A high pressure front moving into Finland from the south on Wednesday will cause temperatures to rise to 20 degrees Celsius and even above across much of the country over the coming days.
The unseasonal high temperatures are expected to extend as far as the southern tip of Lapland, according to Yle meteorologist Seija Paasonen, but there remains a question mark over how much the sun’s rays can penetrate the cloud formations also forecast in many areas.
"It may be that in the south clouds will dissipate and the sun will be seen," Paasonen said, adding that the humid conditions are expected to also bring rain and thunderstorms to the south and south west.
While the rest of the country basks in the unexpected September heat, temperatures in the northernmost part of the country are likely to fall to as low as five degrees Celsius, with sleet and even snowfall likely in some areas.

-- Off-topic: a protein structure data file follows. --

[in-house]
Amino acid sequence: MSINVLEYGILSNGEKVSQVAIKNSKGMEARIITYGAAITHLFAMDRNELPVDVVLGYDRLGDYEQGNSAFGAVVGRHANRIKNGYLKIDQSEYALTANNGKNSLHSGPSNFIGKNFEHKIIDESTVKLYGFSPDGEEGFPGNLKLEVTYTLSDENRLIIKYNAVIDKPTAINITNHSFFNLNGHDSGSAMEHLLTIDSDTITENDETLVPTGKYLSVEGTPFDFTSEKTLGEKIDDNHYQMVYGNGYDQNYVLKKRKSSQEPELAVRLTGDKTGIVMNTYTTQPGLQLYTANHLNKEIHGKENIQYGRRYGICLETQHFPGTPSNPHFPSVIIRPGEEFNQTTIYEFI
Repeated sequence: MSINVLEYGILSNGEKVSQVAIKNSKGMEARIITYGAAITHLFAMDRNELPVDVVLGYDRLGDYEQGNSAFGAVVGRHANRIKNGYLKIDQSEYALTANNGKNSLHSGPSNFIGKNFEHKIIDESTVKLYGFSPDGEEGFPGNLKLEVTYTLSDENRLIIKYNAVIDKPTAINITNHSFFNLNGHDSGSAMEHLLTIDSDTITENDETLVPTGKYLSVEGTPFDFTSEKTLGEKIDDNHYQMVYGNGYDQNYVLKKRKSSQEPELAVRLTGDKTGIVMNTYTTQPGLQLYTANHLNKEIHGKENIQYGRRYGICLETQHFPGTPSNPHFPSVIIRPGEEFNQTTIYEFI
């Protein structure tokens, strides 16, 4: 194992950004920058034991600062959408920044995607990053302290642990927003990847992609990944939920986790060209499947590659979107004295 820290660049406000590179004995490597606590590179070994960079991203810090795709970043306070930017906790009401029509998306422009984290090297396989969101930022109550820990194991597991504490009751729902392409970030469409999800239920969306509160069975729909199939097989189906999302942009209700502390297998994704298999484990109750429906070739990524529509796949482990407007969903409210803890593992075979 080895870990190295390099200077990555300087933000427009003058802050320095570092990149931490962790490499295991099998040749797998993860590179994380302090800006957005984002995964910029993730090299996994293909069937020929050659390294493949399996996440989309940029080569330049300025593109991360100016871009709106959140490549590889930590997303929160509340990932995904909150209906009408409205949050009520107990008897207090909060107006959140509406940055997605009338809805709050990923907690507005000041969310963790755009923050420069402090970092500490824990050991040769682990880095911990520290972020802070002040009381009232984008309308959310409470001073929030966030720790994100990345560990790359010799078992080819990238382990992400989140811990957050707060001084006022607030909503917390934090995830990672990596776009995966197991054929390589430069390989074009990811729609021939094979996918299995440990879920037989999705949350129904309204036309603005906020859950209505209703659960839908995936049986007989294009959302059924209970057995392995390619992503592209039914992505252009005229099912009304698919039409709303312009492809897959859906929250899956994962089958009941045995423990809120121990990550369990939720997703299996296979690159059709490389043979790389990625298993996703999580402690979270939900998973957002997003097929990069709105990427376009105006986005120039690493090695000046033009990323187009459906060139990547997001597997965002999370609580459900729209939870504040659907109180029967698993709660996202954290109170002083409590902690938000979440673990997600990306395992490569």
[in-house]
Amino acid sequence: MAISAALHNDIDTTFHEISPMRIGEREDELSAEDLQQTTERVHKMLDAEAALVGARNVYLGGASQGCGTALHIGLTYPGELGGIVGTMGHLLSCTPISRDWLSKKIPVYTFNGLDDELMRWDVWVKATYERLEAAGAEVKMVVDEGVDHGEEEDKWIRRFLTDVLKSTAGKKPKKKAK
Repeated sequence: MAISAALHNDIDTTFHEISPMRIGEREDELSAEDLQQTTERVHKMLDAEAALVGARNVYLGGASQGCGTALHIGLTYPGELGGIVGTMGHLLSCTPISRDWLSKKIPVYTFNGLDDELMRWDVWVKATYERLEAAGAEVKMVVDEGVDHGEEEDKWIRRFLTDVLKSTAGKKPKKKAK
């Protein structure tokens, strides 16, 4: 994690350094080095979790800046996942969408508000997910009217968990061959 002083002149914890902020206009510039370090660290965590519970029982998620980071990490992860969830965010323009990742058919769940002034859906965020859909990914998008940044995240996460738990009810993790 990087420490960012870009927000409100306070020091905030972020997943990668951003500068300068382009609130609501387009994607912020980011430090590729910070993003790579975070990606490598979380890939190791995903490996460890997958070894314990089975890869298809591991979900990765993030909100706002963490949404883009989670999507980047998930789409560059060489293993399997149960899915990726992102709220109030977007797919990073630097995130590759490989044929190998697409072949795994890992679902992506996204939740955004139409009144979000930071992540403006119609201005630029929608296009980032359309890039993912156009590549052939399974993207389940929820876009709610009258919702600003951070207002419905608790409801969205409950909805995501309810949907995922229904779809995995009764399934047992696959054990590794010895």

"We have seen from camera images in recent days that Saana [a fell in northern Lapland] has been covered with a thin layer of snow at times," Paasonen added.
Warmer start to autumn becoming the norm
In recent years, Finland has experienced warmer temperatures during the month of September, Paasonen said.
The last time there was a colder-than-average September was in 2008.
The trend this year is expected to continue into October, with the longer-term forecast indicating that temperatures will be above average in both the north and the south.
"Of course, the maximum temperatures will lower than during these coming days, but in Helsinki, for example, temperatures can rise to 15 degrees at best, while in Sodankylä the highest temperatures seem to be about 10 degrees," Paasonen said of the forecast for the beginning of October.